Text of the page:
On the website of Drew University’s Department of Sociology is this tidbit – “Garbage is the other side of culture. Our garbage and our waste can be considered a mirror in which our actions and our values are reflected back to us.”
I don’t know about you, but I’m not going to sign up to pick through someone’s garbage can and record everything I find – or would I? It recently occurred to me that sometimes in my work as a therapist, this is exactly what I do. I help people discover the truth about garbage.
Meredith came to see me in a broken condition. Her heart was broken, her marriage was broken and her spirit was broken. Her husband had pitched her into his garbage dumpster, that is, he threw her away, walking out on her and their children. Meredith sat across from me, peppering me with questions:
What did I do?
How could he do this to me?
What is wrong with me?
What am I going to do?
Will anyone ever want to have me again?
Will I be alone the rest of my life?
How will I survive?
Since many of her questions were related to exploration, I decided to approach her as someone else’s garbage. I asked her to think about what it said about her soon to be ex-husband that he discarded her. What could we learn about his values and habits by using her as a mirror?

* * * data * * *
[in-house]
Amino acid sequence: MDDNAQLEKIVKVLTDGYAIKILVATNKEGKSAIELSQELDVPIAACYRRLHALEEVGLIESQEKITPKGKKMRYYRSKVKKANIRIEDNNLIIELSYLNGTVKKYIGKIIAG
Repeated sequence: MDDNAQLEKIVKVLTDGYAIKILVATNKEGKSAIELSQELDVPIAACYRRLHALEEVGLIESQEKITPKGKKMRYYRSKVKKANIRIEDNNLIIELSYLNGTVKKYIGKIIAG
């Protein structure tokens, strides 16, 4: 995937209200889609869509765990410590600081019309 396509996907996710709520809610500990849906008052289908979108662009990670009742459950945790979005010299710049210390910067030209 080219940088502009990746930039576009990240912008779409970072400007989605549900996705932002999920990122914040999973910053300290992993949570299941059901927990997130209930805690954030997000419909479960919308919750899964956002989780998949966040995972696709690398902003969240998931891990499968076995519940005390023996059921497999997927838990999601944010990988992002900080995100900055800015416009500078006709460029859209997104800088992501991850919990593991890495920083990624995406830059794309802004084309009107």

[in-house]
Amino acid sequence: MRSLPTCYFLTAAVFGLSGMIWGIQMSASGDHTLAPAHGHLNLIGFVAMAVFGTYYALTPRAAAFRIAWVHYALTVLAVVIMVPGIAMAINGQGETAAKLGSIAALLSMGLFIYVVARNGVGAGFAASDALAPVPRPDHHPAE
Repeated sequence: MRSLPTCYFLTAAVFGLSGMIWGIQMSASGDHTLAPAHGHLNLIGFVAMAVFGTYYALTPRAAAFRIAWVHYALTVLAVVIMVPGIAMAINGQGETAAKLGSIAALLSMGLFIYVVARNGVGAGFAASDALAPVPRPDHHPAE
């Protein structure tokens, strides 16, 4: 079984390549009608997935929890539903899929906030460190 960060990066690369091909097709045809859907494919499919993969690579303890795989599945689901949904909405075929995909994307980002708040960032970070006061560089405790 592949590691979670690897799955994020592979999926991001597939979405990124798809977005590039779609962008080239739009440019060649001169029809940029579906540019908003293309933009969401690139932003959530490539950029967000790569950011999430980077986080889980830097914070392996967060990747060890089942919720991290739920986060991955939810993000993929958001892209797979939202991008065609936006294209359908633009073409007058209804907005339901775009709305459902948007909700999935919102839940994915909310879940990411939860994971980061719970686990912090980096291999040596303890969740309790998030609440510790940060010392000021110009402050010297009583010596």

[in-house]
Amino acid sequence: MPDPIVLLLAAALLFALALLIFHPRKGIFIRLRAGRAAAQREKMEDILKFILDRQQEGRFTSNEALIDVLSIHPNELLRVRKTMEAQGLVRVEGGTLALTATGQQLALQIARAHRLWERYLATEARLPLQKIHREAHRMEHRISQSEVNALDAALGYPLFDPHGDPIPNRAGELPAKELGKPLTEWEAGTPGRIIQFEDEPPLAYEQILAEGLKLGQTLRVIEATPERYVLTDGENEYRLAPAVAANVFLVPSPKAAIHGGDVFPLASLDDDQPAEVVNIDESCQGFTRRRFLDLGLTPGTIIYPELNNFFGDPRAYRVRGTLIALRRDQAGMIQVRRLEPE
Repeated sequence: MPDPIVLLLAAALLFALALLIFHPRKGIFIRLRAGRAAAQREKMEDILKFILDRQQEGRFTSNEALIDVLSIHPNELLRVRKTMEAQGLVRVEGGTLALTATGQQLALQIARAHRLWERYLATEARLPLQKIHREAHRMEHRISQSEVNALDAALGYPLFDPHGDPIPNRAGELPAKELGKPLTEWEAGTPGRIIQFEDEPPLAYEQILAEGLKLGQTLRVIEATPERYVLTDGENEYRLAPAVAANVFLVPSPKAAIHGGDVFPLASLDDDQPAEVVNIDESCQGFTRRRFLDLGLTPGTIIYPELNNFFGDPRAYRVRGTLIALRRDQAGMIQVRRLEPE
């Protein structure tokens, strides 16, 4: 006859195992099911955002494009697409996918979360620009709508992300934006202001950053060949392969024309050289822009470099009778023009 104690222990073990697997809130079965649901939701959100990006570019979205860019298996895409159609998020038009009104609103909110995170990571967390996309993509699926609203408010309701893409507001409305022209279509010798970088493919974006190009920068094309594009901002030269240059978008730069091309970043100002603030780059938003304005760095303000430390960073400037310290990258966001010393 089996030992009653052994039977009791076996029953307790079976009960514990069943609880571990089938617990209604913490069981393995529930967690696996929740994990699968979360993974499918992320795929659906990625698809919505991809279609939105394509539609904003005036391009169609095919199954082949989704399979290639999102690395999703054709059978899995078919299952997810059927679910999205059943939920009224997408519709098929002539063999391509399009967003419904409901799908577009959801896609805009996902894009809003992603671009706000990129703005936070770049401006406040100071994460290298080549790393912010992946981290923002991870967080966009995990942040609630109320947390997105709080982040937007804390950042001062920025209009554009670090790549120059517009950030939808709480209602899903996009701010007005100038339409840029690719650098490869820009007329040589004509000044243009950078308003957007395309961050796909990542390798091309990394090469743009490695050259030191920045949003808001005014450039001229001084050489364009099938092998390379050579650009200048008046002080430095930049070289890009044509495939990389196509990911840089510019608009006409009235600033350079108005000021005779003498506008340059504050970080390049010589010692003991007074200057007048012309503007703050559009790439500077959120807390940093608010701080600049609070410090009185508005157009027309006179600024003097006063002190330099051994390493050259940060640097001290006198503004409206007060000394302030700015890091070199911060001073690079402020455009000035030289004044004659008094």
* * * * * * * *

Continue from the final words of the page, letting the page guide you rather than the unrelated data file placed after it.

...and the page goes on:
You see, Meredith had made the common mistake of feeling like she actually was how she was being treated. “If I’ve been thrown into the garbage, then I must be garbage.” But, the truth is that the way people treat us says more about them than it does about us.
Bouncing my reframe of her situation back and forth between us, Meredith came up with an interesting list of her “ex’s” traits. When she looked at her own positive traits, traits that he had “thrown away,” this is what she suddenly saw:
He doesn’t value devotion.
Having a wife who is committed to being a good mother is not important to him.
He has a distorted view of what loyalty looks like.
Compassion and sensitivity toward others have little value.
He dislikes gentleness.
A passionate heart means nothing to him.
At some point, we’ve all felt rejected, cast off like so much rubbish. But often, the problem is with the other person’s priorities. Our innate value lies in the fact that we are God’s precious creation. Instead of looking inward, we need to look to Christ for our identity and allow the other person to be responsible for their actions.
Don’t Judge a Book by it’s Cover, by Gina Paris
HEAL – Healthy Eating Abundant Living, book resource
Stop Focusing on Self, video